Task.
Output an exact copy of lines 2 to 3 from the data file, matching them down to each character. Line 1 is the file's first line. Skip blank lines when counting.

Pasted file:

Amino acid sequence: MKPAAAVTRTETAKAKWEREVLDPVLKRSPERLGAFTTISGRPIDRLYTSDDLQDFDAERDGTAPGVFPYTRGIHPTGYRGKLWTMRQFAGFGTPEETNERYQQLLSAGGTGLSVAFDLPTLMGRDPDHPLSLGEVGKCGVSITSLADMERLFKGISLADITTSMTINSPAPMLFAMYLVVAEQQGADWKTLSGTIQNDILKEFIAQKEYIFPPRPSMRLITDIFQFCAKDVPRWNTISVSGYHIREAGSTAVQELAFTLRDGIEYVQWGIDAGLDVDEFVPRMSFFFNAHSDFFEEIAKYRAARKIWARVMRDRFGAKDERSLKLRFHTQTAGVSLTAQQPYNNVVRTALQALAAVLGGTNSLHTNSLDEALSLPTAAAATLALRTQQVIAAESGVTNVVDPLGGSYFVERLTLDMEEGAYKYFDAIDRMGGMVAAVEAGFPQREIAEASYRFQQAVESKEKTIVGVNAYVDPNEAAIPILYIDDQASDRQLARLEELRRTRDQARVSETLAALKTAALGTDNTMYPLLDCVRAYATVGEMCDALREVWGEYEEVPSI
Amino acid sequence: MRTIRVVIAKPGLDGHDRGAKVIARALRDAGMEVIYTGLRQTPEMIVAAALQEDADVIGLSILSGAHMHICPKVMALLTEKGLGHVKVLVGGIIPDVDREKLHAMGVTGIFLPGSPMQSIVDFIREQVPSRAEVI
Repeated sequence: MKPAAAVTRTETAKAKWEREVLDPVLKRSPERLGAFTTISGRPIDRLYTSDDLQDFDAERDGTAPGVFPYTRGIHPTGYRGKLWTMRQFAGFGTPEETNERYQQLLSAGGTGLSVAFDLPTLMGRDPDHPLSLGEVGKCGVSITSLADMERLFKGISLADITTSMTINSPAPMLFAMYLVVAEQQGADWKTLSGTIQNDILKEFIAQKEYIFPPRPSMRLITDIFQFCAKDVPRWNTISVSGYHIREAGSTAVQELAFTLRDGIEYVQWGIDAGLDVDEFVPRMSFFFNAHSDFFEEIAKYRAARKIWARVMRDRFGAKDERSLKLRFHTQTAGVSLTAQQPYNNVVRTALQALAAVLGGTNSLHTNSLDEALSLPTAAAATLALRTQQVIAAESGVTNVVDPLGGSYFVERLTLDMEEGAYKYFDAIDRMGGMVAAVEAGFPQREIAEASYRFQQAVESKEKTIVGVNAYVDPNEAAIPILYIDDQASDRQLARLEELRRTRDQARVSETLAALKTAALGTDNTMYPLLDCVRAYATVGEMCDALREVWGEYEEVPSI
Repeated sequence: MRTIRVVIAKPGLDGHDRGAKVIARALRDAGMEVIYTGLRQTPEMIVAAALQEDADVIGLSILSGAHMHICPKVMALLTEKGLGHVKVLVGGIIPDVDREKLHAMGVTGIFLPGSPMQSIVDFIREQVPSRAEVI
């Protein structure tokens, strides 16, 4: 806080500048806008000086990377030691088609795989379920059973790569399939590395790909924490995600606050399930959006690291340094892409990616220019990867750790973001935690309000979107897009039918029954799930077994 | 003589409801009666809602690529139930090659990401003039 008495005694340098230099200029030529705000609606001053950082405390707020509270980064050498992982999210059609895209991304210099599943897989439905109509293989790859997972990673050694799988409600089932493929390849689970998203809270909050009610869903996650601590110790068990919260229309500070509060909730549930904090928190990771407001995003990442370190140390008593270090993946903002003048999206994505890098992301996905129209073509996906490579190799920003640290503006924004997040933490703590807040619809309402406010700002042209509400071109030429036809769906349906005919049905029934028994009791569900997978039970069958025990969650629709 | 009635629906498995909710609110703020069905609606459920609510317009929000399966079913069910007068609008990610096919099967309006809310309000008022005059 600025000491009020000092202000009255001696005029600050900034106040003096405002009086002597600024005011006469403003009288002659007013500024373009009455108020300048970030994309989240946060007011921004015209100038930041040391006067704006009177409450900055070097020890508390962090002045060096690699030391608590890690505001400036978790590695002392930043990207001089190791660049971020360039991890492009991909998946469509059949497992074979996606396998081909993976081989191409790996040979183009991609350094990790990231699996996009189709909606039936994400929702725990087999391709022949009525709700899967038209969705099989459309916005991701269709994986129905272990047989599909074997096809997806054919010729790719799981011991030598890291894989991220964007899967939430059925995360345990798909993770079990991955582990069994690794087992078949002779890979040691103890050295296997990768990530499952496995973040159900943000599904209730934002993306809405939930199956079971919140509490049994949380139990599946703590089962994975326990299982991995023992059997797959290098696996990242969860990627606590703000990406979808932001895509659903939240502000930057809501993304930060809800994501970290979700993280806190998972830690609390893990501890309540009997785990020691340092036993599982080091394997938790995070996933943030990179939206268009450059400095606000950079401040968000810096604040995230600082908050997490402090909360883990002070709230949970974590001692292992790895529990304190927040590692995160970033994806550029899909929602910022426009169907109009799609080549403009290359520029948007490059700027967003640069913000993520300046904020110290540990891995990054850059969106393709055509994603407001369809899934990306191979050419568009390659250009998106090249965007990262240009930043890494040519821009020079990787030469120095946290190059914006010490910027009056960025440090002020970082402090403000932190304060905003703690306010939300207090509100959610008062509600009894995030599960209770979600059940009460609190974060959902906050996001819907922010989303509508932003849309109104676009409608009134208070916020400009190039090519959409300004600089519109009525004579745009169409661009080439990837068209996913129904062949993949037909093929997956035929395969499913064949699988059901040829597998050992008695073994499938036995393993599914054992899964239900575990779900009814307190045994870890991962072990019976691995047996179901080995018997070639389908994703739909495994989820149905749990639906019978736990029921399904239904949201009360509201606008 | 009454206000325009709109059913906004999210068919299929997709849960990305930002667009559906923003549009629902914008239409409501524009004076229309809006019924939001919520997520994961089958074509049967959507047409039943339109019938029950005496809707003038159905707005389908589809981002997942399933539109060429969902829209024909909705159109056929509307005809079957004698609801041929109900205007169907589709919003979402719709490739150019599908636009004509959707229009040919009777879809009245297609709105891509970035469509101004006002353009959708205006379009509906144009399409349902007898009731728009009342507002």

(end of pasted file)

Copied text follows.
Amino acid sequence: MRTIRVVIAKPGLDGHDRGAKVIARALRDAGMEVIYTGLRQTPEMIVAAALQEDADVIGLSILSGAHMHICPKVMALLTEKGLGHVKVLVGGIIPDVDREKLHAMGVTGIFLPGSPMQSIVDFIREQVPSRAEVI
Repeated sequence: MKPAAAVTRTETAKAKWEREVLDPVLKRSPERLGAFTTISGRPIDRLYTSDDLQDFDAERDGTAPGVFPYTRGIHPTGYRGKLWTMRQFAGFGTPEETNERYQQLLSAGGTGLSVAFDLPTLMGRDPDHPLSLGEVGKCGVSITSLADMERLFKGISLADITTSMTINSPAPMLFAMYLVVAEQQGADWKTLSGTIQNDILKEFIAQKEYIFPPRPSMRLITDIFQFCAKDVPRWNTISVSGYHIREAGSTAVQELAFTLRDGIEYVQWGIDAGLDVDEFVPRMSFFFNAHSDFFEEIAKYRAARKIWARVMRDRFGAKDERSLKLRFHTQTAGVSLTAQQPYNNVVRTALQALAAVLGGTNSLHTNSLDEALSLPTAAAATLALRTQQVIAAESGVTNVVDPLGGSYFVERLTLDMEEGAYKYFDAIDRMGGMVAAVEAGFPQREIAEASYRFQQAVESKEKTIVGVNAYVDPNEAAIPILYIDDQASDRQLARLEELRRTRDQARVSETLAALKTAALGTDNTMYPLLDCVRAYATVGEMCDALREVWGEYEEVPSI